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From Kyle Gibson <kyle.gib...@frozenonline.com>
Subject Re: Occasionally getting old data back with ConsistencyLevel.ALL
Date Sun, 28 Aug 2011 23:11:46 GMT
Thanks for the reply Peter, you may have discovered the problem, I'll
explain below.

On Sun, Aug 28, 2011 at 8:51 AM, Peter Schuller
<peter.schuller@infidyne.com> wrote:
>> Understood. In the code example I provided, I am writing the same
>> value, but I am doing so in quick succession, so perhaps a few second
>> sleep might be helpful. It is worth noting also that the code I
>> provided is only the second step 2 in the process. There is a php
>> script that receives the post request from Paypal which inserts the
>> IPN data into the IPN column family. Before it does this, it sets the
>> "processed" column to "no"
>
> Is it at all possible that this step happens twice? I have no idea
> what Paypal does or document, but in general with an HTTP based
> callback you (in Paypal's position) would either have to accept that
> human intervention is necessary on any transaction where the callback
> fails, or else implement some kind of re-try and keep submitting to
> the customer until the callback is successful. Keep in mind that the
> other end (meaning you in this case) can perceive to receive a
> successful HTTP request and send back a response, even though Paypal
> may perceive an error on their end.

> If you haven't, I'd definitely recommend checking logs at this step,
> or adding logging if required, to make sure that the callback is not
> happening twice.

You are correct here. If PayPal fails to get a positive response from
my callback, it will retry the IPN event until it gets a successful
response. When this happens, a new column appears "retry_count" which
is set to the positive integer representing the number of tries
attempted. Given that this column has always shown as 0 and the IPN
event log on paypal.com also shows no retries attempted, I believe I
am correct in assuming that this isn't the case.

> How much traffic do you have to this cluster? Is it feasable to run
> Cassandra with full debug enabled (spammings lots of text in your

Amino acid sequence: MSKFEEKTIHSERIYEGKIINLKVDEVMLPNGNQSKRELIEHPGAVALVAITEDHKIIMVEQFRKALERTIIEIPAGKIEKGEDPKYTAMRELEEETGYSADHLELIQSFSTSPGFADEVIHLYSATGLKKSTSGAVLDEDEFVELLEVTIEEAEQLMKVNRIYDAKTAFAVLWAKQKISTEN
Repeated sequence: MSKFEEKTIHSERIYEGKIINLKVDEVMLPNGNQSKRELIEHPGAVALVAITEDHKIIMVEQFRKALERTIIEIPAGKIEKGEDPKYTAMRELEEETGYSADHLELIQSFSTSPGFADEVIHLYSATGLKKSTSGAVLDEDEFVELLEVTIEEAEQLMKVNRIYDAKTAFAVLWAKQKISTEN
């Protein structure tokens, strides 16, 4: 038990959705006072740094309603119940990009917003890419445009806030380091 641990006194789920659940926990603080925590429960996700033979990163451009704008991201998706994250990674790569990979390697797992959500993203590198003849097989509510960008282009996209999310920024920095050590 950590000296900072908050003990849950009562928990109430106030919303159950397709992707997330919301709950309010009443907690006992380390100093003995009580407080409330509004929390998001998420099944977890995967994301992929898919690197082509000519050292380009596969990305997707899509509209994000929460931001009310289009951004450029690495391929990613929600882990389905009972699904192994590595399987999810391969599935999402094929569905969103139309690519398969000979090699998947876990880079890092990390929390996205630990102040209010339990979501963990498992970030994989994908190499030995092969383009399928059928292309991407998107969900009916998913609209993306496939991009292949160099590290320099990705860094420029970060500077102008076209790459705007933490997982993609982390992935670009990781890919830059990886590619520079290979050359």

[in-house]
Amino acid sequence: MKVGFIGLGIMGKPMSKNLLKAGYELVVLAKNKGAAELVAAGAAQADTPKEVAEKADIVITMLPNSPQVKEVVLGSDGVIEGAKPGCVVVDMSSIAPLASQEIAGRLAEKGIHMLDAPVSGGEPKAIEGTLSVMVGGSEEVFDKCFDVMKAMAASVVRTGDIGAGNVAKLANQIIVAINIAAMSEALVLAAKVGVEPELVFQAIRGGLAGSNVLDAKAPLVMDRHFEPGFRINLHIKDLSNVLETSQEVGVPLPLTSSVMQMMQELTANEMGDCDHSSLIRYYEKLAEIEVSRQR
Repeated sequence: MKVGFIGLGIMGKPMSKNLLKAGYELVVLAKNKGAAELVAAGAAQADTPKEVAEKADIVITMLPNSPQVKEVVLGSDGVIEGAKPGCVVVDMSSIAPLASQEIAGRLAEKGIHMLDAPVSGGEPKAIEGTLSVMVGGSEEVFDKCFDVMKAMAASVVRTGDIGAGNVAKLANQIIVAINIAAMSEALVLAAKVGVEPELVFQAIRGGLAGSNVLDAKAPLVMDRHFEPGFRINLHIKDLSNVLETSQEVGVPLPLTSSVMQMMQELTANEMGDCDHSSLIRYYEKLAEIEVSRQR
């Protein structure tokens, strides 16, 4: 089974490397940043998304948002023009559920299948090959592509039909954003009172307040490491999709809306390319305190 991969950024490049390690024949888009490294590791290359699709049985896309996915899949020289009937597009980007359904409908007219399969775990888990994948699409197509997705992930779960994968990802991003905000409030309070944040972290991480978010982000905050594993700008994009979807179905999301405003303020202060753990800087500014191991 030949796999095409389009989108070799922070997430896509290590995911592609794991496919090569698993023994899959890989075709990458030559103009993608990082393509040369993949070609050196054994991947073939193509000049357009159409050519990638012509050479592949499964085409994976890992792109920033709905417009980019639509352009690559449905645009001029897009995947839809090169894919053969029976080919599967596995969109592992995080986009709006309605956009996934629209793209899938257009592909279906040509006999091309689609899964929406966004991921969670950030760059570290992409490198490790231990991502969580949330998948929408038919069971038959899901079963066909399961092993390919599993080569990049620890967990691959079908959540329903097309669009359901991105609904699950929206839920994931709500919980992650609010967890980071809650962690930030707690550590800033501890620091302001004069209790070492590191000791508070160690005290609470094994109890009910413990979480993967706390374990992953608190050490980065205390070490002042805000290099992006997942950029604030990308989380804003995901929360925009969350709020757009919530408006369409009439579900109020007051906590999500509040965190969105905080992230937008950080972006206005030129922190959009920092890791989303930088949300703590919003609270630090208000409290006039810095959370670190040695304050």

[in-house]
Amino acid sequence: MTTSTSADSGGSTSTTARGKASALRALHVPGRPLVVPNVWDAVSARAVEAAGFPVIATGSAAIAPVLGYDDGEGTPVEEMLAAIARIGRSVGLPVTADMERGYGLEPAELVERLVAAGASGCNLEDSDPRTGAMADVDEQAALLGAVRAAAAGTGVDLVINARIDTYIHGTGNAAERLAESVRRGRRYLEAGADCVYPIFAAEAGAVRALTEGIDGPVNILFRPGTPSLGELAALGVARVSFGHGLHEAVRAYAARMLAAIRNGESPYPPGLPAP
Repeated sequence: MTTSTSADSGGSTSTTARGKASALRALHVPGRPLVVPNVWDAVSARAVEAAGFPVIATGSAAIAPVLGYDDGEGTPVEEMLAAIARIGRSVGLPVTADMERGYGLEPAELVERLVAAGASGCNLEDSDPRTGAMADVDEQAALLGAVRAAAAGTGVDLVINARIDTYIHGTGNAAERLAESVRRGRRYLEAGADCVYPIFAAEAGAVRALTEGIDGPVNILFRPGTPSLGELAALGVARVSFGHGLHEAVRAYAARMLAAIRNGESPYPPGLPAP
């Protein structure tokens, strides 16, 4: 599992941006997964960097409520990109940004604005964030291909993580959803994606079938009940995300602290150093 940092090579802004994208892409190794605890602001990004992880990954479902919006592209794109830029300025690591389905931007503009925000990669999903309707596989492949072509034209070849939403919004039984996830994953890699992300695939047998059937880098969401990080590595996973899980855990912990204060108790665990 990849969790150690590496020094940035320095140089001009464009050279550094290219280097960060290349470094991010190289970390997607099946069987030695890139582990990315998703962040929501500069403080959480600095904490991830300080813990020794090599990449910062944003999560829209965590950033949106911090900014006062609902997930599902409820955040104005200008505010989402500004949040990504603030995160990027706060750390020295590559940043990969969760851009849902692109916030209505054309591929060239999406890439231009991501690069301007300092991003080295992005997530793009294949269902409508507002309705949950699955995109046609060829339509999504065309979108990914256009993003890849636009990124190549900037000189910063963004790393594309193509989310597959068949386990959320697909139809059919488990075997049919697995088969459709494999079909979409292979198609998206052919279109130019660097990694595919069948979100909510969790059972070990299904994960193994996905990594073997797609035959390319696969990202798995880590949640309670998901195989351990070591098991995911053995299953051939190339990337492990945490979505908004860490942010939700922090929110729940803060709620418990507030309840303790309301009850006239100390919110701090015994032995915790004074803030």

> logs)? That might be one way to ascertain, once you have one of these
> cases happening, whether Cassandra is mentioning any activity
> pertaining to the row that might explain this, such as it being
> re-written by a client.

Not really a lot of traffic, and if my fix below doesn't work I will
definitely give this a shot.

> Another suggestion: Is it possible you do not have clocks synchronized
> among your clients? Suppose that that Paypal *is* submitting twice
> sometimes, and e.g. one of your PHP front-ends (or whoever is talking
> to Cassandra to insert the data) has clock drift. This would render
> the insert from your code snippet obsolete, if there is already a
> value inserted with a timestamp in the future.

This appears to be the case. The server that the PHP front-end resides
on was 80 seconds into the future. The server that handles IPN
processing was sync'd with NTP to ntp.ubuntu.com. So if a processing
event occurred within 80 seconds of inserting the IPN event, and the
'processed' column was updated, the time stamp for that column would
be earlier than the original insert and thus obsolete. That's why it
always worked on the second attempt, because by then, enough time had
passed to make the original insert obsolete despite the drift.

For some reason the PHP front-end server was lacking any time
synchronization. I have corrected this, it now syncs to ntp.ubuntu.com
just like all the others. I will post back on this topic if it appears
to have solved the problem.

>
> --
> / Peter Schuller (@scode on twitter)
>

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